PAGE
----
01 Apr 2015
Investment in fiber-optic sensing systems for oil prospecting and delivery reduced and delayed - but growth will return say analysts.
But now a revised market forecast, recently conducted by the Photonic Sensor Consortium (PSC) and published by Information Gatekeepers, says this value will not be achieved because growth is being “negatively impacted” by the unexpected drop in oil prices through 2014. PSC maintains that “the long-term picture is still optimistic, but short-term contraction is likely”.
Distributed fiber optic sensors support smart systems in a variety of applications. PSC notes that initial commercialisation efforts focused on military applications. However, the previously booming need for sensing in harsh environments and the corresponding development of rugged optical fiber technology has significantly benfited the oil and gas industry.
These smart sensing systems provide a range of benefits throughout the life of a well from exploration to drilling and completion, production and reservoir management. The report notes, “There is no other technology that can provide critical process control information spatially throughout the [oil or gas] well in real time over long periods. Without smart well technology, fracture monitoring and analysis and applications like steam-assisted gravity drainage would be difficult to effectively implement.”
There are several reasons why there is such a strong interest in this technology: fiber optic sensors represent a technology base that can be applied to a multitude of sensing applications. Moreover there are several characteristic advantages that make the use of fiber optics especially attractive for sensing: nonelectrical, explosion-proof, compact and lightweight, allowing access into inaccessible areas and harsh environments, high accuracy, and easily distributed.
The PSC assessment of short-term drop followed by resumed growth corresponds with recent analysis by Halliburton, the energy industry services giant. Christopher Jones, an R&D manager at Halliburton Technology, addressed the Pennwell Lasers and Photonics Marketplace Seminar in February saying that despite the recent price crash oil prospecting increasingly depends on photonics.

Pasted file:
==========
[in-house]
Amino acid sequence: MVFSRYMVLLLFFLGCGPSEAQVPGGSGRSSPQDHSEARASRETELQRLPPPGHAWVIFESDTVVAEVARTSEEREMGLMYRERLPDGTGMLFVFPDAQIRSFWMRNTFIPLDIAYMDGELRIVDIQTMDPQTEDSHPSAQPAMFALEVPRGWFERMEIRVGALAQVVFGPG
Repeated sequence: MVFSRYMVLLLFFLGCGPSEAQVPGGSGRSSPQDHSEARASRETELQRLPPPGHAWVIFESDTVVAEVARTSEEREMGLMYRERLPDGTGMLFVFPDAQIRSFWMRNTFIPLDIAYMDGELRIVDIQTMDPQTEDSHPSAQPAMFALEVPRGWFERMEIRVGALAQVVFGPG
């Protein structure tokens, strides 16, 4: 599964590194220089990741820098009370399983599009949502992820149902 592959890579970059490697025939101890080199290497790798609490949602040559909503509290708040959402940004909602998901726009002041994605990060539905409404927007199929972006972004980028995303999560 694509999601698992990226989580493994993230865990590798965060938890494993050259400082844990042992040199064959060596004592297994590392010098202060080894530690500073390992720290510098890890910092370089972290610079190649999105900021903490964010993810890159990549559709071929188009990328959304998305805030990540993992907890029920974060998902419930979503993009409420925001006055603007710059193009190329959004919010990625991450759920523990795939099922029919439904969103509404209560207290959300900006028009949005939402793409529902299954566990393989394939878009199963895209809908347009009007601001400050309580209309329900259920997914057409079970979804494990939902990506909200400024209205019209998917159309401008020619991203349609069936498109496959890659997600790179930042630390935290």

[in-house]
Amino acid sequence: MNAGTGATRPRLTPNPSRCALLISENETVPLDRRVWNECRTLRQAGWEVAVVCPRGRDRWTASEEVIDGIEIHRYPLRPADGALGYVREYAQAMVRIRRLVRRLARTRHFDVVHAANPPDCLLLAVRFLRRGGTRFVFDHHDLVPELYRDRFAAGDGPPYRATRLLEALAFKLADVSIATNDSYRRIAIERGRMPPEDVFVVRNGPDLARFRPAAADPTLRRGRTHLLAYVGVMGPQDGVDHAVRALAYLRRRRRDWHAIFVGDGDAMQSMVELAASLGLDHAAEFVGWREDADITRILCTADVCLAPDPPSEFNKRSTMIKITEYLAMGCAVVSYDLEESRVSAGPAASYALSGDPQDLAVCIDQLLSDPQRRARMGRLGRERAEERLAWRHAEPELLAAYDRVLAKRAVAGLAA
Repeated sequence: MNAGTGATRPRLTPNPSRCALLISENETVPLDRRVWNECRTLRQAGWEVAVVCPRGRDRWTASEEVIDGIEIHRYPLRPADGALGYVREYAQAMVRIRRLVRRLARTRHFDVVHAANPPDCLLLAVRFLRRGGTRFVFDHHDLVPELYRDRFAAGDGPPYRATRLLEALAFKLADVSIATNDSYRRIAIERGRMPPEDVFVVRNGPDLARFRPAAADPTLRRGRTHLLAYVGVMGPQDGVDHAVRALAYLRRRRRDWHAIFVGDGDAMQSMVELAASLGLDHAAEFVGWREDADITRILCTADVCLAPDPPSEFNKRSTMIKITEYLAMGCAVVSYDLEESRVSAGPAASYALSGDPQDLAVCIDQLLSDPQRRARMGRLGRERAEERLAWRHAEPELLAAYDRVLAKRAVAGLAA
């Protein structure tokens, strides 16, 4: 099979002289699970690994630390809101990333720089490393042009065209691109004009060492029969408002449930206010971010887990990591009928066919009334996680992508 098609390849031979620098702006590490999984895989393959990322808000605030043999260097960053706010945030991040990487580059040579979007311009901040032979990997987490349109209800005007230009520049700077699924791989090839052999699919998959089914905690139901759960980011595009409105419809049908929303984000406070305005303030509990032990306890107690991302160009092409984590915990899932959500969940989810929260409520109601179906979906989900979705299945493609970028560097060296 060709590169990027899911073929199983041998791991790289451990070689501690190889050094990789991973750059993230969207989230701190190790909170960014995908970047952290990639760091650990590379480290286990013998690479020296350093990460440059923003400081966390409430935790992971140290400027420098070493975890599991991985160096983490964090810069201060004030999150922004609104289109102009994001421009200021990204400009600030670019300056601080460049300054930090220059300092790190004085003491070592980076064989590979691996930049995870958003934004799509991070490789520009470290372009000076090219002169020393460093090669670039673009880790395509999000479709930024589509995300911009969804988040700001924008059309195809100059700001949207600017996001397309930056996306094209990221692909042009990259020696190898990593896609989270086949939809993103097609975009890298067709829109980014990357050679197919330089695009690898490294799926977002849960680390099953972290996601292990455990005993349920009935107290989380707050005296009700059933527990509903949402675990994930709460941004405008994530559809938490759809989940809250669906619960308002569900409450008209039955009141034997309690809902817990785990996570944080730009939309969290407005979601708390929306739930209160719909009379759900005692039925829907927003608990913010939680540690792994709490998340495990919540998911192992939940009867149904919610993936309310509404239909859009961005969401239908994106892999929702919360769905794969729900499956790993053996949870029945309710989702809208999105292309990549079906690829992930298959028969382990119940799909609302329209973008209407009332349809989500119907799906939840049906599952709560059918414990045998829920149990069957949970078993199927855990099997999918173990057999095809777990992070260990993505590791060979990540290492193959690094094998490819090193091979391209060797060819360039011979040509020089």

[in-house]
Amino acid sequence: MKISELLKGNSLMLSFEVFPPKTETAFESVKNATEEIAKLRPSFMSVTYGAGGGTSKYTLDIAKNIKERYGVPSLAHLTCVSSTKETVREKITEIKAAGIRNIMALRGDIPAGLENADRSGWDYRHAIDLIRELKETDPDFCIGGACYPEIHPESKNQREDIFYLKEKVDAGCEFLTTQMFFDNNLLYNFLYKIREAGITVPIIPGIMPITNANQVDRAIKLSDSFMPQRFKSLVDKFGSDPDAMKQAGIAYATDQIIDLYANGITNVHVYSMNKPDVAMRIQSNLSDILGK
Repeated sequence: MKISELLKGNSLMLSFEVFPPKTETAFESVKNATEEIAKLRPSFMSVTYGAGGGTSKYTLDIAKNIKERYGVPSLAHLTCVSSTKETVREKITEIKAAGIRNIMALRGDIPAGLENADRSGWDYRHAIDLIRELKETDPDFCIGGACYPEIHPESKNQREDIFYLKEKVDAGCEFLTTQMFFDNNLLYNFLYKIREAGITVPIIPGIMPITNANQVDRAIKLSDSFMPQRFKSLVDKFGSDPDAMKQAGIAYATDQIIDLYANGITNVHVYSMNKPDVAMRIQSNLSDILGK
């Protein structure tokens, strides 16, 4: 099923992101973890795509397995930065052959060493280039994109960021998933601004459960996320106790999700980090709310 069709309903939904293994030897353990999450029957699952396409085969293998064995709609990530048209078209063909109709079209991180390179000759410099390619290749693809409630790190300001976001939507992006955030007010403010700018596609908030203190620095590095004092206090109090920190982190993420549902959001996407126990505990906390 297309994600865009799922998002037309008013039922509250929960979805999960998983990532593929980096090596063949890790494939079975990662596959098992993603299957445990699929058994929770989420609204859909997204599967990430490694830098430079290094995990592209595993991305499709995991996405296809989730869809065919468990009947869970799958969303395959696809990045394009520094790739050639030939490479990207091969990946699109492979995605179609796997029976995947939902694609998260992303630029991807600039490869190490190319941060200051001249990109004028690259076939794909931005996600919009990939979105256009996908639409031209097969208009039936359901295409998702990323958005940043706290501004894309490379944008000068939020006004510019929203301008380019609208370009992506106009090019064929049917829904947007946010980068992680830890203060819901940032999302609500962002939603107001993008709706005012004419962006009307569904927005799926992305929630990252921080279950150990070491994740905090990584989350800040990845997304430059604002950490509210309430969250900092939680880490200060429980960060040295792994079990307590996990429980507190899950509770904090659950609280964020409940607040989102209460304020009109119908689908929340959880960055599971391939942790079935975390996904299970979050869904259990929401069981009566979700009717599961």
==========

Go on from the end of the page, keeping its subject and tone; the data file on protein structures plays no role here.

He told the San Francisco audience of senior photonics industry figures, “Despite the recent fall, the oil price looks like it may be stabilizing again at about the $50 per barrel mark [it had peaked at $115 in June 2014]. I think that in February 2015 oil is some way below its longer-term stable price. And a lot of people in the industry expect that it will increase again soon. In 15 years time I won’t be surprised if it’s greater than $160 per barrel.”
Jones listed numerous opportunities for photonics-based systems, including hydraulic fracturing (fracking). Such devices need to be able to cope with extremely harsh conditions, including temperatures up to 450°F (230°C), a wide range of acidic and alkaline solutions, pressures of 30,000psi (2000bar), and extreme vibration.
“The biggest opportunities in oil and gas include pipeline hydrocarbon content assessment and measurement, because we really have to know what’s flowing through at any time,” Jones told the seminar. “We also need to have reservoir production monitoring down-hole, so that we can see any changes in chemistry in real time.”
He added that there was now a huge emphasis on fracking in certain markets. “We need to be able to assess the water supply because this process uses a lot of water. Recycling that water is desirable, and optical monitoring of the flow-back water could solve a lot of problems.”
About the Author
Matthew Peach is a contributing editor to optics.org
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